My mind has been in word-puzzle-and-poetry mode for the last couple of months while creating new blackout poems, where I search for the right words in the right place on a book page and then add some pizzazz with a doodle drawing. Check out Sounds Complicated and Distance Between to see my latest compilation and publishing efforts.
Anyway, while dreaming up a good January reading challenge, I wondered how I could use the words in the book titles. Snap! Got it. You know that poem where you take the first word in each line to spell out a message. It's not alliteration and it's not anagram. What's the other "A" word in Poetry Land? Right! Acrostic. But what exactly does that mean? 
"An acrostic is a piece of writing in which a particular set of letters -- typically the first letter of each line, word, or paragraph -- spells out a word or phrase with special significance to the text. Acrostics are most commonly written as a form of poetry, but they can also be found in prose or used as word puzzles." 
~ Bergman, Bennet. "Acrostic." LitCharts.

Acrostic Title Challenge

It took some hunting and pecking to get the right titles lined up, but I finally pulled together a list of five that I'm excited about. Can't wait to dig into 2019 with these gems:

1.) Tell Me Three Things by Julie Buxbaum

2.) One of Us Is Lying by Karen M. McManus

3.) Wish by Barbara O'Connor

4.) Before I Fall by Lauren Oliver

5.) Midnight at the Electric by Jodi Lynn Anderson


Sunday, December 30, 2018

Fabulous Five: Favorite Reads for 2018

Book piles, upon book piles! I'm surrounded, which is a good way to be :) Over the past year, I've perused 194 books, some read thoroughly, some skimmed, and some I did not finish (dnf).

I enjoy making lists, so below is my favorite, thoroughly-read reads during 2018:


My favorite book for 2018, hands-down, no contest is The Naked Mole-Rat Letters by Mary Amato (2007). I read this straight-through and out-loud to a sick kid, and let me tell you, laughter is the best medicine. This book cured the doldrums! I was hoarse from speaking for so many hours and from laughing. It's hilarious. Both boring covers do NOT do it justice; I never would have bothered with this one. But my daughter grabbed it off the school library shelf in a hurry, and--WOW!--what a treat it turned out to be.


I loved the characters in Full of Beans by Jennifer Holm (2018) so much that after I finished reading the library's copy, I went and bought my own...along with four other books by Jennifer Holm. New fan alert!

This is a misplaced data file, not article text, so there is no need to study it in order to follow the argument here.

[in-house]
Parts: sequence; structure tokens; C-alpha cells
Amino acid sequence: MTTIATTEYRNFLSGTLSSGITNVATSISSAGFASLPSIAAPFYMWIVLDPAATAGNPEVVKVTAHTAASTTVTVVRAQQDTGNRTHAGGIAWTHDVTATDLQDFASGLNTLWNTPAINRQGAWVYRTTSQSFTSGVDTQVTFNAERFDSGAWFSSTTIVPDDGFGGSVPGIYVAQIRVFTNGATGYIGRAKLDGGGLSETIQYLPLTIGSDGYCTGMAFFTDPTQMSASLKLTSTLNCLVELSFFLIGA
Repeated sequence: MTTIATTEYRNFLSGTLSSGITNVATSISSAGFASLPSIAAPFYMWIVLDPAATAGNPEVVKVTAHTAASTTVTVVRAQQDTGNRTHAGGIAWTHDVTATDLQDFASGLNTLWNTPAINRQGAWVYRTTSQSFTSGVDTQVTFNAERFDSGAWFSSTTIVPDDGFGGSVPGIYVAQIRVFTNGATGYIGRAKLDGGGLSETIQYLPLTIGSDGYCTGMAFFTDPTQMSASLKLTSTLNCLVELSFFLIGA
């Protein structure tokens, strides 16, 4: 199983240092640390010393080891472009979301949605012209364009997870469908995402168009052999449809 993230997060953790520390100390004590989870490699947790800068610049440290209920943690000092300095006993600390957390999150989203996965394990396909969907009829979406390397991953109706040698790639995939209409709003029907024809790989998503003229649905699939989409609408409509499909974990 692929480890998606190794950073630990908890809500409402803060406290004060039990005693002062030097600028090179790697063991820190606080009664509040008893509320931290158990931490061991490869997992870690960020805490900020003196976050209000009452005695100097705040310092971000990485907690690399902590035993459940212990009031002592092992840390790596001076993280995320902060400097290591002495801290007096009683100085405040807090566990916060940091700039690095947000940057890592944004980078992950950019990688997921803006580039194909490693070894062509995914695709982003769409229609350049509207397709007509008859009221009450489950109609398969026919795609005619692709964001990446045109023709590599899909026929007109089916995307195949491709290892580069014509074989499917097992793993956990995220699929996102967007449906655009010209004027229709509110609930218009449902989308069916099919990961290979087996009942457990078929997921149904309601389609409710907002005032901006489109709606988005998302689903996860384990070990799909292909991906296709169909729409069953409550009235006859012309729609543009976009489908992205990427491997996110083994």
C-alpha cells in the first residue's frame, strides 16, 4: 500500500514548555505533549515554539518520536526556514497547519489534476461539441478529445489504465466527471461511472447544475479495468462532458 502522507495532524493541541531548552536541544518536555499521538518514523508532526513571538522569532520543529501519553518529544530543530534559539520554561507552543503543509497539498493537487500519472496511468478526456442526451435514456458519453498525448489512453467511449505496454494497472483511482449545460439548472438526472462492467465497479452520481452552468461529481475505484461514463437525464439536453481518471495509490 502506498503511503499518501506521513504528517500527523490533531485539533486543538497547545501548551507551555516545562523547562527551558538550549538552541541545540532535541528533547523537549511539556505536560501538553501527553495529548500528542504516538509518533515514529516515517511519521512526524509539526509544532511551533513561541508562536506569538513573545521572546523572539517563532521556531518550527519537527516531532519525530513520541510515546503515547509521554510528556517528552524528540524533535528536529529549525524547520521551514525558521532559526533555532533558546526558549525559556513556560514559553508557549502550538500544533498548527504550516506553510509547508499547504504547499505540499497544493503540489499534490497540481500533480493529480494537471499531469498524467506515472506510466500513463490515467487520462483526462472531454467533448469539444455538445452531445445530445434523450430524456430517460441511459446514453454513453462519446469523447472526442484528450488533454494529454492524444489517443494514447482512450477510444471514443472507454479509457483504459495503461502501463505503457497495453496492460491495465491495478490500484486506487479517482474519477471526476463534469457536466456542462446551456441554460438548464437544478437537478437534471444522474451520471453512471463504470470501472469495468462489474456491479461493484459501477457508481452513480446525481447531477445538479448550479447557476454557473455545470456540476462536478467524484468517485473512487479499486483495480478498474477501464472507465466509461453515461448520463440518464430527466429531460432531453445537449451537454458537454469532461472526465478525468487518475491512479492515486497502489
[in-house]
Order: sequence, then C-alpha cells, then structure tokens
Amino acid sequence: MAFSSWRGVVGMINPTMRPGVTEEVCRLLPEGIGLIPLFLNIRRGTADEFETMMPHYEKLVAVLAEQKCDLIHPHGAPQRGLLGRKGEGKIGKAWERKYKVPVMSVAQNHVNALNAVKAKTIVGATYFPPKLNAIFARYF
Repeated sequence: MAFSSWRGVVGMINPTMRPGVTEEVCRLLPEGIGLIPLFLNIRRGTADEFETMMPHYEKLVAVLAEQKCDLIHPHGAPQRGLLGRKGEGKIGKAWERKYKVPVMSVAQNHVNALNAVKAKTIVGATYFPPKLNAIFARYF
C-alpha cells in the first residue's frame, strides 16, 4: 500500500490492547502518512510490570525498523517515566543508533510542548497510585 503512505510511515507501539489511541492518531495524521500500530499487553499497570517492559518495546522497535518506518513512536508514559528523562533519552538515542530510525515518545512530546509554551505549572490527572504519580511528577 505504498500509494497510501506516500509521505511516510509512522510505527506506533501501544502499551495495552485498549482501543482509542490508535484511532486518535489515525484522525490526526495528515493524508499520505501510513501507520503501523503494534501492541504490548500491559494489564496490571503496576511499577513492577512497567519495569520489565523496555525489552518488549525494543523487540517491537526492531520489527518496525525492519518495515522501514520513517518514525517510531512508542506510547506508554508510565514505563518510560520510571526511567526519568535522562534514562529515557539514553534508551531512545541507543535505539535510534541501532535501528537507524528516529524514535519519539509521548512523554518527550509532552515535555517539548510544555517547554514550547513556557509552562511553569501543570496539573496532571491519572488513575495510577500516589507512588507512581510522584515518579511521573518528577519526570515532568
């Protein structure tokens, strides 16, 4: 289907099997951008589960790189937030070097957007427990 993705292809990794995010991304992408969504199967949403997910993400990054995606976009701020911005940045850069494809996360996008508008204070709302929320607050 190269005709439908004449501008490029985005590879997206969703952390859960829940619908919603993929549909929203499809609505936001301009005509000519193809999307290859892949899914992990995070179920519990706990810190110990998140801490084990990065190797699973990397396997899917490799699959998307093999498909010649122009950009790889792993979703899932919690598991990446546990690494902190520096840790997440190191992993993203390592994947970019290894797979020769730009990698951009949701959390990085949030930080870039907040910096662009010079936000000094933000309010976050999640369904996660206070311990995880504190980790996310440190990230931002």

It must have been a year for middle grade books, because I have a long list of favorites in this genre. But I felt like I had to whittle it down to just a few and making the cut is The Lemonade War by Jacqueline Davies (2009) and read by the awesome Stina Nielsen. Perfect for a road trip.


Me Before You by Jojo Moyes (2013) was a book I put off reading for a long time since I'm not one for sad reads. However, I picked it up, read the first page, and fell into the story. When it was over, I couldn't stop thinking about it...a sign of a good read.


With so much hype, I wasn't sure The Help by Kathryn Stockett (2011) would be for me. But a worn copy showed up in my mailbox--a true surprise!--from a retired librarian friend with a note suggesting I give it a go. With reservation, I slowly cracked it open and immediately fell in love with the voice and characters. Shelf-worthy.

Want more? Here's my list of favorite reads for 2017. Enjoy!

Monday, December 24, 2018

Nevada: Sharing Books with Free Little Libraries

One House's Christmas Spirit

While sauntering the streets of Boulder City, Nevada one afternoon--Just some Seattlites soaking up much needed sunshine--we came across the house above and thought, "Whoa." Unlit, there's not much to see, but a gaudy display of electrical cords, bulbs, plastic and plywood. But when we returned that evening, it certainly packed a magical punch. "Wow!" Since our first discovery, we've returned at least six times to bask in the Christmas cheer. I was happy to read they made the news, winning a national competition, and earning $50K, which will probably go toward their electricity bill. Thank you to the Ryan/Musgrave family for sharing their unique talent and helping us to see the light, literally.

In keeping with the Christmas spirit, I shared copies of Sounds Complicated and Distance Between with the locals via Little Free Libraries in Boulder City and Henderson, Nevada. It was so much fun distributing books around Kalispell, MT last summer that I came prepared for the holidays.

Ho, ho, ho! Merry Christmas!

Santa Claus and a Heart Cactus
Distance Between in Boulder City Free Little Library #1

Happy Holidays!
"I brake for Little Free Libraries."
Sounds Complicated in Boulder City and Henderson, NV

      "A book is a gift you can open again and again." ~ Garrison Keillor